Sunday, May 22, 2011

On the Strauss-Kahn case

In the corner of this Time cover, you'll see in tiny black print that this story is about the accused bomber Timothy McVeigh - published as it was prior to his trial and subsequent execution.

That the crimes which Strauss-Kahn has been accused of bear no comparison to this goes without saying but I'm using it because I don't believe for a minute that the 'discomfort' that so many people have told us they're feeling in relation to the indictment of Strauss-Kahn have much to do with a general discomfort with the experience of suspects and their treatment by the media or the American criminal justice system prior to a criminal prosecution.

It is difficult to avoid the impression that it is the position that Strauss-Kahn occupied in the French hierarchy and in world politics when this allegation was made that is the source of all this 'unease'. Henri Bernard-Levi has made himself ridiculous in the eyes of many, but he has done so by merely expressing what I suspect a number of people really feel:
"This morning, I hold it against the American judge who, by delivering him to the crowd of photo hounds, pretended to take him for a subject of justice like any other. [Emphasis mine]"
Imagine doing such a thing! Regardless of the outcome of this case, it's worth considering the possibility that this represents a kind of progress? I feel the need to share this because I've read a fair bit about the case and have been struck by the sheer scale of 'unease' out there. It hasn't quite reached Bin Laden proportions - but still... A friend of mine put it to me this way. Say what you like about liberal-democratic capitalism; is there, or has there ever been, any other system where the word of a chambermaid would have been taken seriously in a case like this? Or, one could add, where a chambermaid would have even dared? I'll leave you with Lord Acton's most famous phrase - with the interesting bits left in...:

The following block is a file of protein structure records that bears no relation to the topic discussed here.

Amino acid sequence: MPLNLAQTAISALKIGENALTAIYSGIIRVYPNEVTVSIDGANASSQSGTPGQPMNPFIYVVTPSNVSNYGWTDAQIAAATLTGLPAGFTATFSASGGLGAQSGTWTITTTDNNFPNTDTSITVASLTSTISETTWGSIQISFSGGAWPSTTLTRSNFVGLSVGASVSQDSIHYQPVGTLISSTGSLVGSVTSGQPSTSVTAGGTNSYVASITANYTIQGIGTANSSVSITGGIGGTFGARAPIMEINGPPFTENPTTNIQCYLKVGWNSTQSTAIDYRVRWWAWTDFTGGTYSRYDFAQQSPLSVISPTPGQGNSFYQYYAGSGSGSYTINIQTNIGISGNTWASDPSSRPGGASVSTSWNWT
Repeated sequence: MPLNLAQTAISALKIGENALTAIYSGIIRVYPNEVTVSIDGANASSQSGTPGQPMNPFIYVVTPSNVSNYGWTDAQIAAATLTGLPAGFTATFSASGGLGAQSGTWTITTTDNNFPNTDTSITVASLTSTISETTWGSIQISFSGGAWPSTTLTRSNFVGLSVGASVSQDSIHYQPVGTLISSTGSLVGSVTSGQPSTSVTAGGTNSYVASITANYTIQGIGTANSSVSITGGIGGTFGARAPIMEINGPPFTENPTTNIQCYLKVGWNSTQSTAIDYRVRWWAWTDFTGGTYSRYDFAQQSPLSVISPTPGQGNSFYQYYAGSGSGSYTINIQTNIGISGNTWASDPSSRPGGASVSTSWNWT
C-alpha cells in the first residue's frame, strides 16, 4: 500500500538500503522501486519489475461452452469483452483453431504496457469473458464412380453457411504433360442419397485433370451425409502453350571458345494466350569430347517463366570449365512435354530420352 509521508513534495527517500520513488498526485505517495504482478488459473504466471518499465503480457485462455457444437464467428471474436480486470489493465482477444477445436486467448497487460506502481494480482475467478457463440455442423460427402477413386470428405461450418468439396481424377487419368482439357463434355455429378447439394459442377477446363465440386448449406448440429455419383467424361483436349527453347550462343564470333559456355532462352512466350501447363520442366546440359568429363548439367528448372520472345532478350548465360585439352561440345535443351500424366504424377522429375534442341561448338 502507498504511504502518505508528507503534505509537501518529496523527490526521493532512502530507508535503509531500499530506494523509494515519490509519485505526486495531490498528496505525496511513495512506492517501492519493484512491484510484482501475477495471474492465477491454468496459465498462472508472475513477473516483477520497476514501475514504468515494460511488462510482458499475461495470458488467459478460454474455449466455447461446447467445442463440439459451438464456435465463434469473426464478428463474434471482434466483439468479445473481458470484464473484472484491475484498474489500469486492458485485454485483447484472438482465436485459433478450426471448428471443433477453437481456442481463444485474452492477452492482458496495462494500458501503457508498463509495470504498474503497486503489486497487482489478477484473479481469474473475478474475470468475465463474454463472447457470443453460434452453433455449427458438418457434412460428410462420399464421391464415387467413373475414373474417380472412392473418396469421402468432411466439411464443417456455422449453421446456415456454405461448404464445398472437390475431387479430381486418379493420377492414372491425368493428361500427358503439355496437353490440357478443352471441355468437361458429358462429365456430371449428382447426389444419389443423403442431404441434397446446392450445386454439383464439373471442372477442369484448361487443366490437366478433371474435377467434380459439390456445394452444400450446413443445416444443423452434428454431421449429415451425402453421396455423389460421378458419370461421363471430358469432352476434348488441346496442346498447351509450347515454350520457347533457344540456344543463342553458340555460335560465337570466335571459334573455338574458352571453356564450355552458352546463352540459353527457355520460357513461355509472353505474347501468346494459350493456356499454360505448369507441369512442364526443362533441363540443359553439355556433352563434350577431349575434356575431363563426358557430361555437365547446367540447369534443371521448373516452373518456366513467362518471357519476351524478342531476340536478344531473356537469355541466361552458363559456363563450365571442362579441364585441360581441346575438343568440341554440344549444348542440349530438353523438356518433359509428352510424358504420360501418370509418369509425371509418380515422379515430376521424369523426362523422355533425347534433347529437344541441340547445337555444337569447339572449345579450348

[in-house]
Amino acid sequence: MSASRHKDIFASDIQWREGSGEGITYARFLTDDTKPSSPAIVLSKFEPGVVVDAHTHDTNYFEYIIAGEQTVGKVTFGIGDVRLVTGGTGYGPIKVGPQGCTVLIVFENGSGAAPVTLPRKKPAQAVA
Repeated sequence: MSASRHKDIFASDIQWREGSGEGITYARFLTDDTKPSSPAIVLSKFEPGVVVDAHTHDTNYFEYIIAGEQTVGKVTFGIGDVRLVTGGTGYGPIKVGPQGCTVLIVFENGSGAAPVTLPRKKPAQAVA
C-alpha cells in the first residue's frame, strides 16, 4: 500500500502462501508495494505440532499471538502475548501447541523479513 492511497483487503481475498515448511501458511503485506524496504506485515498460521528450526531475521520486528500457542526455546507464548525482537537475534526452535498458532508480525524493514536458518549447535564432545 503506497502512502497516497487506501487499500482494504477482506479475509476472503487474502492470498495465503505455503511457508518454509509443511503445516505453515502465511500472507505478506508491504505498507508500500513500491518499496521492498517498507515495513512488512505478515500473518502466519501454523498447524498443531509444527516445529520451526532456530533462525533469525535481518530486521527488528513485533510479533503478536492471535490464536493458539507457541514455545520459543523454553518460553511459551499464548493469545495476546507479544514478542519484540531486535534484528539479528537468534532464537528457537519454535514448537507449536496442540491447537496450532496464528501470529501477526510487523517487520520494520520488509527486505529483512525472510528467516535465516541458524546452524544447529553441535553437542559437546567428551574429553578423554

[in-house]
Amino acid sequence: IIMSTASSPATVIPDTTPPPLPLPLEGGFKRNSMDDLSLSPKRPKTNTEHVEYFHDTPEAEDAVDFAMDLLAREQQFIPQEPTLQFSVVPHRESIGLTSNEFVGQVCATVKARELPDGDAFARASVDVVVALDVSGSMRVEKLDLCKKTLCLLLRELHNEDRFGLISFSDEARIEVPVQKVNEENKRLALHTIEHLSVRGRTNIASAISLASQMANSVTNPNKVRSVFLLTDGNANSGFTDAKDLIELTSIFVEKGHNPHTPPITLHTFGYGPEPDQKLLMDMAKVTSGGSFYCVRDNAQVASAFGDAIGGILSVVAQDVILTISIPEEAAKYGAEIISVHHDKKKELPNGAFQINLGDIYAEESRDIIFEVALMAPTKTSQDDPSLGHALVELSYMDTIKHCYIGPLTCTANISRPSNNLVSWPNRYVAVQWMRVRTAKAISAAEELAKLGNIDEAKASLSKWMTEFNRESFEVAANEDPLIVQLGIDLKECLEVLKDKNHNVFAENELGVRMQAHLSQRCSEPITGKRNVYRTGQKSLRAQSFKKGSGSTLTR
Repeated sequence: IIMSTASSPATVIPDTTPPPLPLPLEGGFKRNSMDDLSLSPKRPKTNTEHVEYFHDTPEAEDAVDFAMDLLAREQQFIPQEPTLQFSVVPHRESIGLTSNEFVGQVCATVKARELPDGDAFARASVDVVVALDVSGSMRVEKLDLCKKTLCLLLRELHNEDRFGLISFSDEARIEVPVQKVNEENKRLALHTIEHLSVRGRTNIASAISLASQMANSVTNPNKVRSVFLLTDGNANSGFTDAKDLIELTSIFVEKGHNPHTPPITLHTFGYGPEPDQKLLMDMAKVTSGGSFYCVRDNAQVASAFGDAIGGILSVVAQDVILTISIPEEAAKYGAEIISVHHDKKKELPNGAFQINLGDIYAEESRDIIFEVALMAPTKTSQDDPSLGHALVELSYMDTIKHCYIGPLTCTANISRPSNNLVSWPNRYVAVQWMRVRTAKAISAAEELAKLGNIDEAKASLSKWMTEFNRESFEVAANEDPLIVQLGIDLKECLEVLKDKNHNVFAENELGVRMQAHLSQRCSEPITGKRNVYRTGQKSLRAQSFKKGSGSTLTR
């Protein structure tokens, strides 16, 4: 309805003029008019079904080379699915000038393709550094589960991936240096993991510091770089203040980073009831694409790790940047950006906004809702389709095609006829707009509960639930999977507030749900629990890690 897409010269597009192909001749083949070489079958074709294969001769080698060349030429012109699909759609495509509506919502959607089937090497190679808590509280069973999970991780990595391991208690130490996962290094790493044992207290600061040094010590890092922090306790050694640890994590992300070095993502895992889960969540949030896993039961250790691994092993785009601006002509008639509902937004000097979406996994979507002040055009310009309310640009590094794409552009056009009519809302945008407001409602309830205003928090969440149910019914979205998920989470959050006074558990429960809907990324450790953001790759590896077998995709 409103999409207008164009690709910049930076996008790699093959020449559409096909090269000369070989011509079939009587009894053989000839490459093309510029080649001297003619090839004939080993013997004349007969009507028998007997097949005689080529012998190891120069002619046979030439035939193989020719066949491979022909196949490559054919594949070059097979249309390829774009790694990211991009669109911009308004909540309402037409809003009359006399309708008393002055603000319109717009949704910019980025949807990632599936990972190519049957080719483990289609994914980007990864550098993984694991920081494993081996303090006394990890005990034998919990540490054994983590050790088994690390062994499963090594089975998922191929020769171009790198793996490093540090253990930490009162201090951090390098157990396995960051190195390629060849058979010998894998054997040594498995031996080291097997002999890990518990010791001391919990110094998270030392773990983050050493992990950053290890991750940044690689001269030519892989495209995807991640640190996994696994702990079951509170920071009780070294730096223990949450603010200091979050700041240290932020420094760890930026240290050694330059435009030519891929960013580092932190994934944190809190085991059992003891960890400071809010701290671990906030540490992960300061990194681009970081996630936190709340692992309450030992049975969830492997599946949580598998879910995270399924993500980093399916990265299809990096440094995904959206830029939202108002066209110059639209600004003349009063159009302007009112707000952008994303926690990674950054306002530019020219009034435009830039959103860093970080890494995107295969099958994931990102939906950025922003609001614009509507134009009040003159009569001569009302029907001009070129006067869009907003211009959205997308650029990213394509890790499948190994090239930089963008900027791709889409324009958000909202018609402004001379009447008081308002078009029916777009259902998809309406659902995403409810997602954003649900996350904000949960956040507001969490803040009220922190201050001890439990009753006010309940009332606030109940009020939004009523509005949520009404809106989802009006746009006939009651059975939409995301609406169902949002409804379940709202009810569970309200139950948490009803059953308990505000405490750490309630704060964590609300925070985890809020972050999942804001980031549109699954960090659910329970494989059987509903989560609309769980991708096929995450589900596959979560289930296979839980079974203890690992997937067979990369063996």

"I cannot accept your canon that we are to judge Pope and King unlike other men with a favourable presumption that they did no wrong. If there is any presumption, it is the other way, against the holders of power, increasing as the power increases. Historic responsibility has to make up for the want of legal responsibility. All power tends to corrupt and absolute power corrupts absolutely. Great men are almost always bad men, even when they exercise influence and not authority: still more when you superadd the tendency or certainty of corruption by full authority. There is no worse heresy than that the office sanctifies the holder of it. [Emphasis mine]

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